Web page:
“Periocular Steroids for Pseudophakic Cystic
Macular Edema.” November 1988
New England Ophthalmological Society Presentation
“Review of Fluorescein Angiography Survey.”
June, 1990
New England Ophthalmological Society Risk
Management Seminar. June 6, 1990
American Academy of Ophthalmology Atlanta
Risk Management Seminar. October 27, 1991
105th Congress of the French Ophthalmology Society
Paris, France. May 12, 1999

321B Clinical Clerkship Elective in Ophthalmology.
Two week elective in clinical ophthalmology filled
by fourth year medical students and medical interns.
Ophthalmology Residency Training in retinal disease
throughout the year and surgical teaching every
Monday a.m. and p.m. at Rhode Island Hospital.
Fluorescein Angiography Lecture to eye residents,
Tuesday 7 a.m. – 8 a.m. biweekly.
Attending Physician Ophthalmology Residency Eye
Clinic, Monday and Thursday AM.
H. Frederick Stephens Award for resident training, 1999.
Oculux Clinical Trial of Vitreous Implant of
Antiangiogenic Drugs, 2002- present.
Brown Medical School 25th Years of Teaching
Recognition Award, 2002.

David Hild (’58)

I met Alyce at Wesleyan on blind date. We have been married 47 years. After Wes. I went to Penn med school and then 4 years at the University of Pennsylvania Hospital for internal medicine and hematology. Alyce transferred to Penn undergrad and we married in 1959. 

Two years in the Air Force in California during Viet Nam. Since then we have lived in Conn. I was director of Hematology Department at Hartford Hospital for 25 years and in private practice. After working with CBIA, Alyce has directed a soup kitchen and related programs for past 15 years.

I retired in 2003.

We have 3 children and 5 grandchildren. Our main home is now on the Connecticut shore, but we keep an apartment in Hartford.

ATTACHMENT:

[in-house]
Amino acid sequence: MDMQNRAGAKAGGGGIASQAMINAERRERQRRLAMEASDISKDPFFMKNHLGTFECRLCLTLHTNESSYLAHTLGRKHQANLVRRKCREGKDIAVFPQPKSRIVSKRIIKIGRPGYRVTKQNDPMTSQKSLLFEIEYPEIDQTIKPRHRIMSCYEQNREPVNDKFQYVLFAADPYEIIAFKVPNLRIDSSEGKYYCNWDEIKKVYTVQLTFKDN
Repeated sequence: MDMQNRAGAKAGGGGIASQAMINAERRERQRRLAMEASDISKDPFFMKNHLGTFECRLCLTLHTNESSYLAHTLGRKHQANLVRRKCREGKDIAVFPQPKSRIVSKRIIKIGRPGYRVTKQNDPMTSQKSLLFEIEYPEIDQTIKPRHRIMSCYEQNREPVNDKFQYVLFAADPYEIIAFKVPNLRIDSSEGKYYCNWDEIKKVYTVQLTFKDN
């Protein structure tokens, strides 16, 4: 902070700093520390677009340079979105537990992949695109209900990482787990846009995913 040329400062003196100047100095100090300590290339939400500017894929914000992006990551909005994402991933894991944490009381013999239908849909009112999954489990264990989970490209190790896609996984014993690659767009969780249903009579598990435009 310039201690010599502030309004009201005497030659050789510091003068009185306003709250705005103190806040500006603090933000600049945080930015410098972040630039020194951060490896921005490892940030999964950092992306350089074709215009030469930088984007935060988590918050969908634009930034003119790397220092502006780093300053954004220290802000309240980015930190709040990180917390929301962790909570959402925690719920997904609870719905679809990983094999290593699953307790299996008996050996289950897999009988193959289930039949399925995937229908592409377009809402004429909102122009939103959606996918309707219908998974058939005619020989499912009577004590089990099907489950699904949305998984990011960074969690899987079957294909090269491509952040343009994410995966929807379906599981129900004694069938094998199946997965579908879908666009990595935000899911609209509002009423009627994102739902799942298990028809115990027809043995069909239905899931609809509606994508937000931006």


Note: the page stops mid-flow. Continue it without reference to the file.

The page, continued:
James McLean (‘58)

Back in my days at Wesleyan I knew only that my intent was to be some kind of a marine biologist. I was one of a very few biology majors not in a pre-med program. Then, at Stanford, my shell-collecting instincts led me into taxonomic research on west coast mollusks for my PhD in biology. By a most incredible stroke of happenstance, I was ready when the Los Angeles County Museum of Natural History needed a curator of mollusks in 1964 (vacancies in such jobs being very few). Thus began the only full-time job I have ever had.

Among the many things that have kept me busy: having grad students interested in mollusks in the marine biology program at the nearby University of Southern California, the publication of a guide book on the marine shells of southern California, and other books; hundreds of new species of marine gastropods (snails) recognized and named, including the new limpet families from the hydrothermal vents that were first discovered in 1977; diving and collecting expeditions around the world, which helped to make the LACM mollusk collection one of the largest research collections in the world; presentations at international meetings; keeping in touch with dozens of colleagues with similar interests around the world. At one point there were four assistants, but that was in better days.